One example of incorporating in-situ and ex-situ measurements is the use of the measurements from the instrumented wafer device along with optical emission spectra data and RF power current, voltage, phase and frequency data related to powering the plasma or providing a bias voltage to the wafer chuck or substrate holder within the plasma processing system. By incorporating these additional ex-situ measurements, whose temporal responses are often similar in feature to the in-situ measurements, a multivariable response is obtained that better characterizes and quantifies the influence of all significant input factors (power, pressure, flows, wall temperature and chemistry balance) upon the spatial and temporal state of the plasma processing system.

The in-situ data are used to achieve several specific objectives for process monitoring and control. These objectives include the following: 1) “fingerprinting” of normal chamber conditions for statistical process control Go/No-Go decisions, 2) fault detection and classification (FDC), 3) so-called “smart” FDC which include features for determining root causes for faults and/or decision trees for returning the chamber back to nominally acceptable conditions, and 4) advanced process control methods for feed-forward or real-time process control targeted around a specific process operating recipe or center point or set of process steps. The in-situ data may be used alone or in conjunction with other plasma processing system data such as input variable data; sub-system response data (e.g. read backs on power, flows and pressure instrumentation); other diagnostic data such as optical emission spectra or power readings including current, voltage and phase measurements made at the electrical connection to the plasma source and/or the biased workpiece; and process metrics such as achieved etch rates, critical dimensions, film stresses, end points, and yields.

In many instances, single-variable time-series analysis can be performed to develop fingerprint characteristics from measurements acquired by one or more sensors on the device. This approach involves characterizing the temporal response of a time-series set of data against plasma ignition, steady state settling times and related transients. Common statistical methods are used to reduce the temporal response to values such as range, average, standard deviation, and partial modeling of waveform signatures for comparison to historically established waveform trends and known variances. Other forms of single-variable analysis can be applied to characterizing to transients behavior such as slope, overshoot, stabilization time, and ringing coefficients.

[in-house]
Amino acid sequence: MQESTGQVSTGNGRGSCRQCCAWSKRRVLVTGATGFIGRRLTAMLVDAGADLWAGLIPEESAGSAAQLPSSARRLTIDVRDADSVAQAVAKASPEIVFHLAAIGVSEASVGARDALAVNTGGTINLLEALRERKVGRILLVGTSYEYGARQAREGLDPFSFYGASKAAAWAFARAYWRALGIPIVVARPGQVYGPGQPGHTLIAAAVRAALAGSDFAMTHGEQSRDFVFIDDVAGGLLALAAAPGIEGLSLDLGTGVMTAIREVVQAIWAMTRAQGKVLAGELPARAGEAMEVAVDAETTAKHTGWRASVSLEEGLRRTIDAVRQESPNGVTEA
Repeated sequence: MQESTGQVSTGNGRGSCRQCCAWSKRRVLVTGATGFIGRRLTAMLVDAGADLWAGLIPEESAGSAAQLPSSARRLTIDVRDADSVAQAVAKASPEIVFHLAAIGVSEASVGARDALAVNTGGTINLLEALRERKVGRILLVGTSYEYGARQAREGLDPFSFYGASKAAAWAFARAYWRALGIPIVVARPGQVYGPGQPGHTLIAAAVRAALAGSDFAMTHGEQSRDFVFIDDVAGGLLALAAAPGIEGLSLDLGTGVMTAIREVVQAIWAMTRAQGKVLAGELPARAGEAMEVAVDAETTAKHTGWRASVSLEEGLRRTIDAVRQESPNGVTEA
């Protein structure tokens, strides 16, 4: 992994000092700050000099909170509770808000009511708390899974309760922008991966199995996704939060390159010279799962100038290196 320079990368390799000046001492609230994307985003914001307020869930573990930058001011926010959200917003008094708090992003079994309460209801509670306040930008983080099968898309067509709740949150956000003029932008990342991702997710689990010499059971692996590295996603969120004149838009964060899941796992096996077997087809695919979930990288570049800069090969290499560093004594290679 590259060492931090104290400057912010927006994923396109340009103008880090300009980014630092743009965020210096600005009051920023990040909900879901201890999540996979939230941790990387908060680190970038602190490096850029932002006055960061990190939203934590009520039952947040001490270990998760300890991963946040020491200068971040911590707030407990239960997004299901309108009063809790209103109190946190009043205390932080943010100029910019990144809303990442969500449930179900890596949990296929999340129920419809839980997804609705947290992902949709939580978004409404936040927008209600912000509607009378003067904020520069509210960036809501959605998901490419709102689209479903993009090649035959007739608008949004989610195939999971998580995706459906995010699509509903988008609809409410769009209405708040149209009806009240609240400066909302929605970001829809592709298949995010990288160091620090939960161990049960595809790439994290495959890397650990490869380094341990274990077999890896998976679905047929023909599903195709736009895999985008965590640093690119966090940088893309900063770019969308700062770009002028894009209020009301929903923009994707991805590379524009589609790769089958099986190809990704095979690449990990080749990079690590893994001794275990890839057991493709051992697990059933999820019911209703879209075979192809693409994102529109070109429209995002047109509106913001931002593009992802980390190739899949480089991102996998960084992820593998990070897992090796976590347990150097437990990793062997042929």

In other instances, the multidimensional nature of the data is considered in order to achieve the monitoring and control objectives. Many of the primary techniques for operating on multidimensional data (in-situ measurements with or without ex-situ measurements) are based on tessellation or clustering of historically reliable data (sometimes referred to as “golden runs”) in order to form bounded regions of viable operation within the multidimensional data space. Examples of conventional methods used for developing these cluster and bounded regions include familiar mathematical techniques such as least squares, partial least squares, and principle component analysis.

Alternatively, other known numerical or statistical analysis techniques are used for achieving monitoring and control objectives including, but not limited to, neural network methods, fuzzy logic, self organizing maps and networks, K-NN means clustering, hierarchical clustering, decision trees, hidden Markov models, radial bias functions, support vector machines and various deterministic systems state machines for control on historical and new input data.

Referring next to FIG. 6, shown is a flow diagram that outlines one method for monitoring and resolving a plasma process system state. As depicted, the process system has material workpiece inputs and outputs such as input lithography pattern and the resulting critical dimensions of the etched features.

In addition, the process system in this embodiment includes plasma system inputs and outputs. In some embodiments, for example, plasma system inputs include power (single or multiple frequencies), pressure, flow, temperature, switched electrodes and/or magnetic field settings. In the context of DC and pulsed-DC systems, system inputs may include current, voltage, pulse width, frequency, reverse time settings and/or duty cycle inputs.

Some examples of plasma state sensory output responses include optical emission spectroscopy line intensities, non-intrusive plasma property signals such as multiple ion saturation current and differential charging potentials detected by an instrumented wafer as discussed in U.S. Pat. No. 6,830,650 or a focus ring as disclosed in U.S. Pat. No. 6,902,646. In addition, in some variations outputs are received relative to ion velocity, energy sensors, mass spectrometer (for partial pressure readings), in situ deposition rate monitors, SEERs diagnostic sensors, acoustic sensors and particle detection sensors.

Also depicted in FIG. 6 are associative plasma sub-system output responses, which in several embodiments includes RF Power Systems outputs, DC Power System outputs and/or vacuum and flow system outputs.

As depicted, multivariate time-series data is collected (real-time or logged) and parsed. In many embodiments, the data is auto-parsed with numerical or time-series analysis and synchronized to an input data stream (if available). In variations, the data is also analyzed by an attribute selective or pattern recognition algorithm such a hierarchy of tree-connected, auto-associative, neural network nodes which can detect and categorize features in the time-series data stream.